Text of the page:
This invasive method is undertaken to prevent the spread of severe epileptic seizures from one side of the brain to the other. Split brain patients do not seem to have any major side effects as a result of their surgery, despite the fact that, after the operation, the two hemispheres virtually act as two independent brains. VISUAL EFFECTS/HOW IT HAPPENS: Visual stimuli fall on the retina at the back of each eye. The retina contains a layer of nerve cells (photoreceptors) that convert visual light energy (electromagnetic radiation) into electrochemical energy (nerve impulses). This conversion of energy is called transduction and the energy is then transmitted along the optic nerve to the brain, Each eye has its own optic nerve and these meet and cross over information at the optic chiasm.
Cristina-Sandra Chirita | Dementia | [Date] Cristina-Sandra Chirita | Dementia | [Date] Dementia Awareness assessment Dementia Awareness assessment 1. Understand what dementia is: 1.1 Explain what is meant by the term “dementia” Dementia are the signs and symptoms caused as a result of the specific diseases such as Alzheimer’s or a stroke that involve the damaging of brain cells; as the brain cells die the person with a dementia will lose their ability to do things they are used to doing as different parts of the brain are damaged. Dementia affects both older and younger people and the decline in the person will get worse as more brain cells are damaged or die. 1.2 Describe the key functions of the brain that are affected by dementia - behavior, movement, interpretation of what is around us and personality: frontal lobe; - language used, special awareness and recognition of places, objects and people: parietal lobe; - eyesight and ability to see: occipital lobe; - memory, hearing and speech: temporal lobe. 1.3 Explain why depression, delirium and age-related memory impairment may be mistaken for dementia Because this are symptoms of dementia but the cause for them to happen can be different: - for depression: a person can be depressed but not suffer for dementia; - for delirium: it can be caused by an infection and the person could become confused and suffer with memory loss which are also signs and symptoms of dementia; - for age-related memory impairment: if someone becomes forgetful they might think or others might think they have dementia because a lot of people associate dementia with old age and memory loss but younger people can be affected too.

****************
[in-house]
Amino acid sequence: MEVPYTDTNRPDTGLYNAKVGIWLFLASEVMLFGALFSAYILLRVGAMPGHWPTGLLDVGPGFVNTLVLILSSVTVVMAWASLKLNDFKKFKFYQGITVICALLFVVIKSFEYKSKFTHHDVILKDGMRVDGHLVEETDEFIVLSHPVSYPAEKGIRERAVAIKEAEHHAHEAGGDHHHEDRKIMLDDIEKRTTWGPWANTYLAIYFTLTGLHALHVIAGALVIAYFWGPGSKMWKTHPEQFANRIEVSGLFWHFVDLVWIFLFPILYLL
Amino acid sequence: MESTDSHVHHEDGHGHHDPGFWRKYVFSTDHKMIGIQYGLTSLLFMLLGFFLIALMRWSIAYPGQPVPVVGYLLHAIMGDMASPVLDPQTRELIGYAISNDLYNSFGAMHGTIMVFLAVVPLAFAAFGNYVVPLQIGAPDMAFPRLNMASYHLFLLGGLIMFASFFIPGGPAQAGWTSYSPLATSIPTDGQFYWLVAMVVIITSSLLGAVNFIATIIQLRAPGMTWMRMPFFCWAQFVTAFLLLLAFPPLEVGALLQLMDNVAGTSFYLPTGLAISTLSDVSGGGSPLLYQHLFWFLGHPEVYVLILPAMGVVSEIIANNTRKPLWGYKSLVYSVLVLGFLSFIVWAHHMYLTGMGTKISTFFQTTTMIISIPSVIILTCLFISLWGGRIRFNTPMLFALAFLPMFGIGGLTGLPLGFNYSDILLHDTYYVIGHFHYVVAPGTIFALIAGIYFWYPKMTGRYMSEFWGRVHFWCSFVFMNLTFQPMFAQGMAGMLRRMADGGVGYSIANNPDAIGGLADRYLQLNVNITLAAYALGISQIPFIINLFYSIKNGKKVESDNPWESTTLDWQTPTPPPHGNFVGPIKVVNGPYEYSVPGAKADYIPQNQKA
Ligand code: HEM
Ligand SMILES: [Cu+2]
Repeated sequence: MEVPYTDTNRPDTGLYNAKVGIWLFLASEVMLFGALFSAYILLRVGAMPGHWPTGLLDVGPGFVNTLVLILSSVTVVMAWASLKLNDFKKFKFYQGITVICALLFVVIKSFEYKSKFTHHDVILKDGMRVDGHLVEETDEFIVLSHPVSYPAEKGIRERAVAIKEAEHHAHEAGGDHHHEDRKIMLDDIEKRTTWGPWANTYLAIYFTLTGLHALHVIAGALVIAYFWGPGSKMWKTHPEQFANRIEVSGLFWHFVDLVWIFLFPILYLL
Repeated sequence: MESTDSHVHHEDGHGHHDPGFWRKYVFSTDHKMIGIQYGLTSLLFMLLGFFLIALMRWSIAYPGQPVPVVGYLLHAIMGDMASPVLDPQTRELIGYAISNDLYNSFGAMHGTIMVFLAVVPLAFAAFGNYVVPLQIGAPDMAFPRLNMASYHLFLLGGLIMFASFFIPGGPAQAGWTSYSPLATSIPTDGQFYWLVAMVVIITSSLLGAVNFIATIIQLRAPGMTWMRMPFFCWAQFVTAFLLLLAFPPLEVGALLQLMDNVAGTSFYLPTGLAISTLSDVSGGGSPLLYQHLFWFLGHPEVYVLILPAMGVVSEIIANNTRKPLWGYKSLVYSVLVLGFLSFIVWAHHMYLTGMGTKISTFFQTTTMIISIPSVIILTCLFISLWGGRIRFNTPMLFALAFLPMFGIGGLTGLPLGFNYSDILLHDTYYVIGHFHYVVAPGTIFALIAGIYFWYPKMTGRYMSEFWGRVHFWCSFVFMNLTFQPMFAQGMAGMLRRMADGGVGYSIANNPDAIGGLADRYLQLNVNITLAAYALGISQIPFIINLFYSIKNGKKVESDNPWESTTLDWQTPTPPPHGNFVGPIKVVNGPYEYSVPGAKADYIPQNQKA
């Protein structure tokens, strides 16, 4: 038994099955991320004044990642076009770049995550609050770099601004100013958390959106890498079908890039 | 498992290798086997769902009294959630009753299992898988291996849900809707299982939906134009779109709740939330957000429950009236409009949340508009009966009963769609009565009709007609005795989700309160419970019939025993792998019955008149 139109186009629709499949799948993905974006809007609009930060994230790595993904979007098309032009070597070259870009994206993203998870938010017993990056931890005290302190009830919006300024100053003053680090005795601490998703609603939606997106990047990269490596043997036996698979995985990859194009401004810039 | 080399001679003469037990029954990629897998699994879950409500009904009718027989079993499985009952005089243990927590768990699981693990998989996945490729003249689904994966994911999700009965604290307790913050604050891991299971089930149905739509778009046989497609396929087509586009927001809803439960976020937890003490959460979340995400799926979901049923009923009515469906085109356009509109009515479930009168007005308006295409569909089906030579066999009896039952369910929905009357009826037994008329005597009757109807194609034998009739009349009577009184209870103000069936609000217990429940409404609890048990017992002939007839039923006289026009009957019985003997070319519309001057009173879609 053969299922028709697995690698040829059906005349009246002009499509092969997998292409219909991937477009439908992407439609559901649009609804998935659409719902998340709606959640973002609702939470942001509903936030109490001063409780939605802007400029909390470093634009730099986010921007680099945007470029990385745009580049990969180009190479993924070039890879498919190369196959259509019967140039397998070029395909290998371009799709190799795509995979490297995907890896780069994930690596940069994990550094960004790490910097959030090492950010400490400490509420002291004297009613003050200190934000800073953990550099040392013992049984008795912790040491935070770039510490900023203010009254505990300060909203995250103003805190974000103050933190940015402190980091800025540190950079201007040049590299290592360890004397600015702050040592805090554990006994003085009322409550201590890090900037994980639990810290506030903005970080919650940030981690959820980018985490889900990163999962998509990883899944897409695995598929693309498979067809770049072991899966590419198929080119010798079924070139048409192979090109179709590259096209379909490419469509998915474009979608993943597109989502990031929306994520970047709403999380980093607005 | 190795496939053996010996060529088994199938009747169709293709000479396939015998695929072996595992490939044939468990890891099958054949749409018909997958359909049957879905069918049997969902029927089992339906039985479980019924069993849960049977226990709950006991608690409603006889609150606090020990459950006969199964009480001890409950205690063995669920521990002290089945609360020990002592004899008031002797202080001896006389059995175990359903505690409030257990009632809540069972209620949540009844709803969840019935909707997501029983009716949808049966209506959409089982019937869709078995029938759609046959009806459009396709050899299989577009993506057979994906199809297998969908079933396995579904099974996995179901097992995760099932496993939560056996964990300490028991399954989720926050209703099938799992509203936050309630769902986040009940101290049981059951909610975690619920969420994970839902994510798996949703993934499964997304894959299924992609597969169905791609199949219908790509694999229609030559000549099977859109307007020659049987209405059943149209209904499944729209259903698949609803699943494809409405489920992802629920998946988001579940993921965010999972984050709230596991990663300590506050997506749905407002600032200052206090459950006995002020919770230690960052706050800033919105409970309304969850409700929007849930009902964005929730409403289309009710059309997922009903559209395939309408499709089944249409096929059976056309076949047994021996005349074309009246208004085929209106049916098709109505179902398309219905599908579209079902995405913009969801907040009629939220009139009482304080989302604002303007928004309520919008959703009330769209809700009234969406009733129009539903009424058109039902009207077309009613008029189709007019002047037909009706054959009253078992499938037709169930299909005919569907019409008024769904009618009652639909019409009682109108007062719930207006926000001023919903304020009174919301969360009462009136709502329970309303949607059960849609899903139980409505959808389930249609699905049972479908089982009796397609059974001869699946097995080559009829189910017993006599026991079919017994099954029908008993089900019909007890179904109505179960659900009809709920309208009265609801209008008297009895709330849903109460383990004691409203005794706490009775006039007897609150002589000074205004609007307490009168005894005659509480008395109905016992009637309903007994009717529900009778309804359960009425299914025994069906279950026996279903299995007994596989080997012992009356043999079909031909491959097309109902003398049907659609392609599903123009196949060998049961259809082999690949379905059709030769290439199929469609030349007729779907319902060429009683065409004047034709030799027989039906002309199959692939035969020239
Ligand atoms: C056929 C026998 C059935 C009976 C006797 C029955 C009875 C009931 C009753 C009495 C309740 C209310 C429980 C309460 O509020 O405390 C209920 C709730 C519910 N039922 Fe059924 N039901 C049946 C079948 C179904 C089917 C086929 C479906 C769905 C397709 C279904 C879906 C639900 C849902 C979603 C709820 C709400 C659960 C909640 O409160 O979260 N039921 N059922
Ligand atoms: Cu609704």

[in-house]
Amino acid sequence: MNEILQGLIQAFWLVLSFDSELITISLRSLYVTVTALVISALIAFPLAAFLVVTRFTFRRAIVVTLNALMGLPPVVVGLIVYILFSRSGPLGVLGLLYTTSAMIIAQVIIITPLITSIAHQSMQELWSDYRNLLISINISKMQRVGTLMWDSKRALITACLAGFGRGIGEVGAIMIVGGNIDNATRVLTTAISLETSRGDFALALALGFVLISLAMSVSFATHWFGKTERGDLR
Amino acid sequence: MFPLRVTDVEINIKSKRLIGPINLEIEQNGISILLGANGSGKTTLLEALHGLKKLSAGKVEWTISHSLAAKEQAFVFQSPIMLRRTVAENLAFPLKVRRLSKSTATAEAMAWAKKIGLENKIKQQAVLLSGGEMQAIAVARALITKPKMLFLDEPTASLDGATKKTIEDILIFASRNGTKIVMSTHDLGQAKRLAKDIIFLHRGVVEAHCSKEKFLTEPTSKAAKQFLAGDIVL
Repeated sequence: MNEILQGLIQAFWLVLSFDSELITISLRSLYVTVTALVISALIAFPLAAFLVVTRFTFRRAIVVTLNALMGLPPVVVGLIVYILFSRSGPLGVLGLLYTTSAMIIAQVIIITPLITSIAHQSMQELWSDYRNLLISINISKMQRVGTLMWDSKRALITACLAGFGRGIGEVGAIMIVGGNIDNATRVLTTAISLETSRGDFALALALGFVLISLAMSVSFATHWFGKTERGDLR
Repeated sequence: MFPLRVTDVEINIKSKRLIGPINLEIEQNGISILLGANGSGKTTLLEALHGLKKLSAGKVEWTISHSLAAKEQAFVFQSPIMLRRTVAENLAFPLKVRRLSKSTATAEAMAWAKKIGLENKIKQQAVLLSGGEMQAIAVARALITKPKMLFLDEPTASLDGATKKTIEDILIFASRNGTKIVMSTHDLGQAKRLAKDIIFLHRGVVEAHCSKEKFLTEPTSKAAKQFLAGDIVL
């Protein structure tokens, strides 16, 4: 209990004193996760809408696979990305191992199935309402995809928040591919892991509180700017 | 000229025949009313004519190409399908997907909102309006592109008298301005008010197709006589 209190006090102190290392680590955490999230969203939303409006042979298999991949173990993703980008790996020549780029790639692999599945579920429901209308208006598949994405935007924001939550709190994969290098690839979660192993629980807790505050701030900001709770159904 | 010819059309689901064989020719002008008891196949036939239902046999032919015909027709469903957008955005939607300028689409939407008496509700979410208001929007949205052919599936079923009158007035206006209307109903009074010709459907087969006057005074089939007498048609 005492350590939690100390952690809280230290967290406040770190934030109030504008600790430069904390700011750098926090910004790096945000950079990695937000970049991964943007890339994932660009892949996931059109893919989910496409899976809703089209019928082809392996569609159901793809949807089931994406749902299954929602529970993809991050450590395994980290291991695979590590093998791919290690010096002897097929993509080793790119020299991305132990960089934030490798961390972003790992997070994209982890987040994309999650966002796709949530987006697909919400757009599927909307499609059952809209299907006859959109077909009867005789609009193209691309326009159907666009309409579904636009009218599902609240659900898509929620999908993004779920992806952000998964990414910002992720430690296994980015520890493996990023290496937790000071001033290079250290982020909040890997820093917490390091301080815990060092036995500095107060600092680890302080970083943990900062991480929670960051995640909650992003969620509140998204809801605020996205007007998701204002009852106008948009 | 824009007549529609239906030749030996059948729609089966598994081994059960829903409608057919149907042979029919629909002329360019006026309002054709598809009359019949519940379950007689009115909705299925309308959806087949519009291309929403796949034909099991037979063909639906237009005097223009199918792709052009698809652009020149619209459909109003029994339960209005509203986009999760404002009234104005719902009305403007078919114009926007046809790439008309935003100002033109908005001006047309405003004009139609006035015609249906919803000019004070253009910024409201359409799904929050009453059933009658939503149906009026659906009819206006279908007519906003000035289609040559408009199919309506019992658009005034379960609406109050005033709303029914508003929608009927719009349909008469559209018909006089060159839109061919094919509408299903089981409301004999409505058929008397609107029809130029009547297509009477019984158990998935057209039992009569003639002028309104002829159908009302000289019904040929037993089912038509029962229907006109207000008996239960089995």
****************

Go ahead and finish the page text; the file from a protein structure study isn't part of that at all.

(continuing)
Neurons and synapses become damaged by dementia they may be unable to carry messages that tell a section of the brain what to do. 1.2. Describe the key functions of the brain that are affected by dementia Frontal lobe - Movement, emotional behaviour, personality, interpretation and feeling. Parietal lobe - Language, special awareness and recognition. Temporal lobe – Long term memory, speech and hearing.
Seizures are symptoms of abnormal brain functions. With the exception of very young children and the elderly, the cause of the abnormal brain function is usually not identifiable. When seizures start, the physician will try to identify the cause of the seizure. This is because the most specific diagnosis as to why seizures are occurring depends on finding a cure, and the best therapy will be one specific to the etiology. If a specific diagnosis of cause cannot be made , then the epilepsy will be described according to seizure type or epileptic syndrome.
The doctor will ask for a complete description of what happened. Often it is important to bring along a family member or someone else who saw the seizure and can tell the doctor what happened, since the person who had the spell may have been unconscious. Even if the person thinks that he or she was aware, there may be important aspects of the spell that are not recalled. The doctor will want to hear not only a description of the seizure itself, but also the story of the events leading up to it and the after-effects that followed it. The doctor then will thoroughly examine the person and probably will order several tests.